I’ve previously wanted to know how much do cheap led strips last: turned out they don’t even pay for themselves over incandescent bulbs. I’ve decided to extend the experiment to more kinds of strips and address some concerns about the experiment expressed by the readers.
LED logger V 2
In short: 8 channels, internet connected for live data visible by anyone. The experiment is trying to measure the light intensity variation over time, while maintaining the environment conditions constant.
Power supply: all strips are designed by their manufacturer to be powered from 12V. A 12V stabilized supply is used to power everything. In the first experiment I have periodically checked the voltage across the strip and found it to be constant. Now, the voltage is measured and plotted.
Temperature: all the strips together will dissipate around 2-3W and are placed on a big aluminum plate which is the box front panel. With what I have so far (4 working nonstop) the temperature of the panel raises 6 degrees C above ambient. The whole box is placed in a well-ventilated area inside the house, with an ambient temperature around 25 deg C, with small variations throughout the year. Therefore the strips are well cooled and operate in a rather constant temperature.
Sensor degradation: in order to verify that the sensor is still reporting correctly I have installed a strip that will only be lit for a short time at each measurement to check that the sensor has not changed. By measuring a strip identical to the first I have found that the sensor produces identical results, so there is no degradation over the 1400 hour time first experiment.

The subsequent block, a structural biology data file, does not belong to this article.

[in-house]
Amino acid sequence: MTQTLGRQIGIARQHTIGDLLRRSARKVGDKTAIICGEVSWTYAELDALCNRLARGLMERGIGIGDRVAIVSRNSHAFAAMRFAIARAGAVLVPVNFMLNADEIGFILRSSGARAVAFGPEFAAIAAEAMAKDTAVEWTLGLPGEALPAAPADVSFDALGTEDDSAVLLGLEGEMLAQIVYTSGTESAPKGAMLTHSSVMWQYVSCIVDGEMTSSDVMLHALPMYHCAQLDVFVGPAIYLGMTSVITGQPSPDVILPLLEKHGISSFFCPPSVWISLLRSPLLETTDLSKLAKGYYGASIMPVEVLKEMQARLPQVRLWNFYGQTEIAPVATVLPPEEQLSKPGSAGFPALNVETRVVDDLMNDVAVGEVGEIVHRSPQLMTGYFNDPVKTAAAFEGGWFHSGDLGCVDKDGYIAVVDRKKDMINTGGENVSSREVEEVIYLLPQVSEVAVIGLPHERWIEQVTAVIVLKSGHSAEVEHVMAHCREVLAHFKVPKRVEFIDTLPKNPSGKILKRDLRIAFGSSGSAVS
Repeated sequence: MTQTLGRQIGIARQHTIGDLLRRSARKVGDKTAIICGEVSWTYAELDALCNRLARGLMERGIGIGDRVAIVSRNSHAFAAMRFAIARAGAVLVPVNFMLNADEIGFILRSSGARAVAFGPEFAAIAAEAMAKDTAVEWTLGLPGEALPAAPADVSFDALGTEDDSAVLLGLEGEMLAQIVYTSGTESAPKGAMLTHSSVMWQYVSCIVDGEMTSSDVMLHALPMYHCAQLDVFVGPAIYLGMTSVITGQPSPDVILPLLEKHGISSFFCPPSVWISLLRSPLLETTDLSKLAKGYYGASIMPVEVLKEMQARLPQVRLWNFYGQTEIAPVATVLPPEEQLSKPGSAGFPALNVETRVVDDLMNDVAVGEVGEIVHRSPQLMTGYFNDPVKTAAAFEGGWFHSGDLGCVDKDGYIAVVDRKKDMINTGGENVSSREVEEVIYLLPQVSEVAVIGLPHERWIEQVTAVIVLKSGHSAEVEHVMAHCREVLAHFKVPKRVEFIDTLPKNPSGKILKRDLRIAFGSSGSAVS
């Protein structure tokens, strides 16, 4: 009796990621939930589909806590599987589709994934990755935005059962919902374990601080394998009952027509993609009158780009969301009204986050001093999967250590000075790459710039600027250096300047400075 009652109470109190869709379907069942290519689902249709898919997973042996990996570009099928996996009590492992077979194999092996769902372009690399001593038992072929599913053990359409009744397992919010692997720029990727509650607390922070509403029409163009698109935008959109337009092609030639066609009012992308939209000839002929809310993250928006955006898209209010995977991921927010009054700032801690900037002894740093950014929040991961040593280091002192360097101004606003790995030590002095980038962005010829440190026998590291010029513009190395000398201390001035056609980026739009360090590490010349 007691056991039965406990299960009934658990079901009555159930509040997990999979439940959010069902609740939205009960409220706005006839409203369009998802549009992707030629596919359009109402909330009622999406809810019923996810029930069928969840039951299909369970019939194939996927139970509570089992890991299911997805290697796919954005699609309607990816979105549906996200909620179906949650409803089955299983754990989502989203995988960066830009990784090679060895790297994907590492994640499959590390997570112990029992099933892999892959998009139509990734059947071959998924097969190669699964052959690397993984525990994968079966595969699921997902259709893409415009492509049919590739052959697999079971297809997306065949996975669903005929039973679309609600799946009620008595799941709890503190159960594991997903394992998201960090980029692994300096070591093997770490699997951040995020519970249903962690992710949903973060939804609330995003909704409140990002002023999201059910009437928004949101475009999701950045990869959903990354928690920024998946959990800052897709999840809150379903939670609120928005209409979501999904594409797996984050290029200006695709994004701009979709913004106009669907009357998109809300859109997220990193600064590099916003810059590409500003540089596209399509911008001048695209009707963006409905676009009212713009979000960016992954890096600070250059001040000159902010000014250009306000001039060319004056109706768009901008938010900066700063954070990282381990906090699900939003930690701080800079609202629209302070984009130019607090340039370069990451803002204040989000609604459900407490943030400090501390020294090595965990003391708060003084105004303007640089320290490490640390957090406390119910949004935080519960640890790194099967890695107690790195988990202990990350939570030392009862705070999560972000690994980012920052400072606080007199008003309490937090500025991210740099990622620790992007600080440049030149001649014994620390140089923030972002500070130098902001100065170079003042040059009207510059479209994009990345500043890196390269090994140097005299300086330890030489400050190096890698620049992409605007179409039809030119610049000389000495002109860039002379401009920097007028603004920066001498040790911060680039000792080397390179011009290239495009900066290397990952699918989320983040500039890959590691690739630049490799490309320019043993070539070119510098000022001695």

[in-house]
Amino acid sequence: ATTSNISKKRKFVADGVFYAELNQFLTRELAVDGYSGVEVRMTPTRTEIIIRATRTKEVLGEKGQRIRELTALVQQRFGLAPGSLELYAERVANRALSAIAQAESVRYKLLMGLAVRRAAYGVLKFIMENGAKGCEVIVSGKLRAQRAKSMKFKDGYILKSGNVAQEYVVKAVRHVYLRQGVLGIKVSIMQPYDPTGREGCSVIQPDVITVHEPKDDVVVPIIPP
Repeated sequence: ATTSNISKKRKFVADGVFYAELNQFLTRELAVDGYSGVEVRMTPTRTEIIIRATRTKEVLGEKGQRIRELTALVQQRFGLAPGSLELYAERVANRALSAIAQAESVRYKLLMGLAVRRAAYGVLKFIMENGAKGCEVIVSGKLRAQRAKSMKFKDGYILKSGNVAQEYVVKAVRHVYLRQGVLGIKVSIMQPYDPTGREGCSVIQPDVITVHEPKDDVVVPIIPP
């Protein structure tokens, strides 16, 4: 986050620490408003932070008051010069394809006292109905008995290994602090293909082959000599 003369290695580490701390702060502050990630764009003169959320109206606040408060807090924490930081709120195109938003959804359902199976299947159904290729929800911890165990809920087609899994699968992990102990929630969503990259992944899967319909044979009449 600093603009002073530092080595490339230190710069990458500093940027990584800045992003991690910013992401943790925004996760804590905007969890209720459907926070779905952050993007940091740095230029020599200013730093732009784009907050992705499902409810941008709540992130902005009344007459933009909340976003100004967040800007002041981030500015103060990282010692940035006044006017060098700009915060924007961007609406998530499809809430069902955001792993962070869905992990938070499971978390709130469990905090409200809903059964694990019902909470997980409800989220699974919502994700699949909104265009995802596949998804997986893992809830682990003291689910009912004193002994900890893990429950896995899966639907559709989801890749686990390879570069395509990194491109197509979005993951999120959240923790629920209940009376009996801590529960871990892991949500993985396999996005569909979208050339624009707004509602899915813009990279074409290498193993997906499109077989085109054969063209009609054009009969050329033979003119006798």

Here’s how the current data looks like: https://cosm.com/feeds/82160 . For more information about the strips, see below.
NOTE: At the moment the software has 2 bugs: It sometimes stops updating, although the LEDs remain on. So the values for the LEDs are correct, but may be old; i’ll periodically reset the device to ensure fresh data is available. Also, the PSU voltage seems to have measurement errors at the first readout(I’ve checked with a voltmeter, there’s no fluctuation in the PSU). So, out of order values for PSU voltage should be ignored.
Meet the candidates
The control strip is identical to the strip used in the first experiment, except that is has not been used. It turns out that it produces the exact same readout as the first strip, meaning that the sensor has not been degraded over the 1400 hours of initial test. The control strip and the original strip are the best aligned to the sensor.
Strip 1 is the strip used in the first led logger. It starts with a 1400 hour usage.
Strip 2 is made by Optoflash, it’s similar to the others except that the light is cold white. It’s a bit more expensive, comes from TME and there are no details about lifetime in the datasheet, but at least there is some sort of datasheet.
Strip 3 is an Ikea ledberg strip. It’s rated at 20.000 hours, but without any info as to how this time is measured.
Strip 4 is actually a waterproof module from a local shop that I paid about 1 EUR for. I don’t know anything more.
Strips 5 to 7 will be determined and added later.
Its PCB is developed from that of the ego box, replacing the 7 segment drivers with 8 channel high power drivers. Everything is based on tuxgraphics.org web client and someone has already done the task of making it work with Cosm (ex Pachube).
Schematic is quite trivial, you have your micro, your Ethernet chip and some MOS transistors to drive and control the LED strips.
Everything is built around the same box used in the previous project. The three wires in the middle are for three extra channels.
The intensity of each channel is measured every hour by turing all channels OFF and then measuring each intensity. After that, all the strips except the control turn back on. Data is uploaded to Cosm and can be found here https://cosm.com/feeds/82160.
Now it only needs time to add data points and check how these strips compare.